Most all though Wallace is always an entertaining writer and in Mr J. G. Reeder he has created a memorable and rather likeable crime-solver.

The Wordsworth Editions paperback The Casefiles of Mr J. G. Reeder includes two novels and a collection of short stories all featuring the mild-mannered but shrewd Mr Reeder.

Sunday, April 24, 2011

The Navigators of Space, by J.-H. Rosny Aîné

The Navigators of Space is the first of a series of volumes from Black Coat Press collecting all of the science fiction of J.-H. Rosny Aîné, a now forgotten French pioneer of the genre.

There were actually two brothers, Joseph Henri Boex (1856-1940) and Séraphin Boex (1859-1948) who collaborated on various novels and short stories under the name J.-H. Rosny. When the writing partnership broke up Joseph Henri continued to write, using the name J.-H. Rosny Aîné (J.-H. Rosny the Elder). It was Joseph Henri who wrote most of the science fiction (or scientific romances as they were generally known at that time), mostly in the form of short stories or novellas.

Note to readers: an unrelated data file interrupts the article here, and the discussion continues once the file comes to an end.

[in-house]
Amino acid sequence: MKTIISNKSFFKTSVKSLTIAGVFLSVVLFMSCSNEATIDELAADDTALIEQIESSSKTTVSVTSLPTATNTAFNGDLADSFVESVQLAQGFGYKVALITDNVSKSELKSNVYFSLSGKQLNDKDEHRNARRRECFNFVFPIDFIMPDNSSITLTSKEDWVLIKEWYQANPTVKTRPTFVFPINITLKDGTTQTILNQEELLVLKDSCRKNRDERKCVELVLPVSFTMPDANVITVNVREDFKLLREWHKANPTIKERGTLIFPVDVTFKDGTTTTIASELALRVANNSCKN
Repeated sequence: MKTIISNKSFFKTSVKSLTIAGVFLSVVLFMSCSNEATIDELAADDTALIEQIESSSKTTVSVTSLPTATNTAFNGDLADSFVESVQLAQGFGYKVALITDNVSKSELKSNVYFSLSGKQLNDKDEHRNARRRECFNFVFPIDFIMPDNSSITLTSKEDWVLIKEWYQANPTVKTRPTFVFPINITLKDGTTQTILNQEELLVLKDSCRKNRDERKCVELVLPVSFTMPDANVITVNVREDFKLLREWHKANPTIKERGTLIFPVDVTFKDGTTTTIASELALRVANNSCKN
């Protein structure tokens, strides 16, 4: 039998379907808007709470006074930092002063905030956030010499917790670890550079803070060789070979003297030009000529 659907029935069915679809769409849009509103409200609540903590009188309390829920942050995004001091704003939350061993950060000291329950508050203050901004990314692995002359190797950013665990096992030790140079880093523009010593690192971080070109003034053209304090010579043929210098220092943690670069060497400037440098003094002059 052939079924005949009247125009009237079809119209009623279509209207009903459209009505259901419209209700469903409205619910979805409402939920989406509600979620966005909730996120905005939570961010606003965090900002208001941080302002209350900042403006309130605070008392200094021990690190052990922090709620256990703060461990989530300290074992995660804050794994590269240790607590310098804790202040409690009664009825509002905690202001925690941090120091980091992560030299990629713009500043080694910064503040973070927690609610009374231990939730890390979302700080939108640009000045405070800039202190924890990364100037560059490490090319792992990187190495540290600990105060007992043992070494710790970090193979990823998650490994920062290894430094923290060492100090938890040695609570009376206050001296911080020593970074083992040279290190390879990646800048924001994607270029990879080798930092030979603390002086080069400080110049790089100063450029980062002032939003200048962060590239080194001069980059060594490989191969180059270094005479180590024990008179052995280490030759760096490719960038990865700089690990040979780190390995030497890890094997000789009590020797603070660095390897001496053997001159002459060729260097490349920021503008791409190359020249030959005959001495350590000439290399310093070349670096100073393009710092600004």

While he has been celebrated as a French version of H. G. Wells his work actually has almost nothing in common with that of the great British science fiction writers of that era such as Wells and Conan Doyle. Rosny’s work is much much weirder. In fact the stories in this first volume rank among the strangest science fiction ever written. Some of the stories, notably The Sceptical Legend, are more like bizarre esoteric philosophical essays. Most have very little in the way of conventional plotting.

What they do display is a prodigious imagination. Rosny was decades ahead of his contemporaries in pushing the boundaries of science fiction. The greatest strength of these tales is their depiction of alien life forms as something truly and bizarrely alien, so different from known life forms as to be almost incomprehensible. Interestingly enough the aliens are not always actual aliens - Another World deals with a boy who is simply born very very different, so different that his senses are quite unlike ours and he is in contact with a strange parallel universe that exists in the same space as our world.

Other stories, like The Death of the Earth and The Navigators of Space are perhaps closer to what we usually think of as science fiction but they still have a very marked edge of weirdness. The Death of the Earth portrays the human race facing extinction as the earth’s water disappears due to violent seismic activity while The Navigators of Space deals with a space expedition that finds life on Mars, but it’s definitely not life as we know it.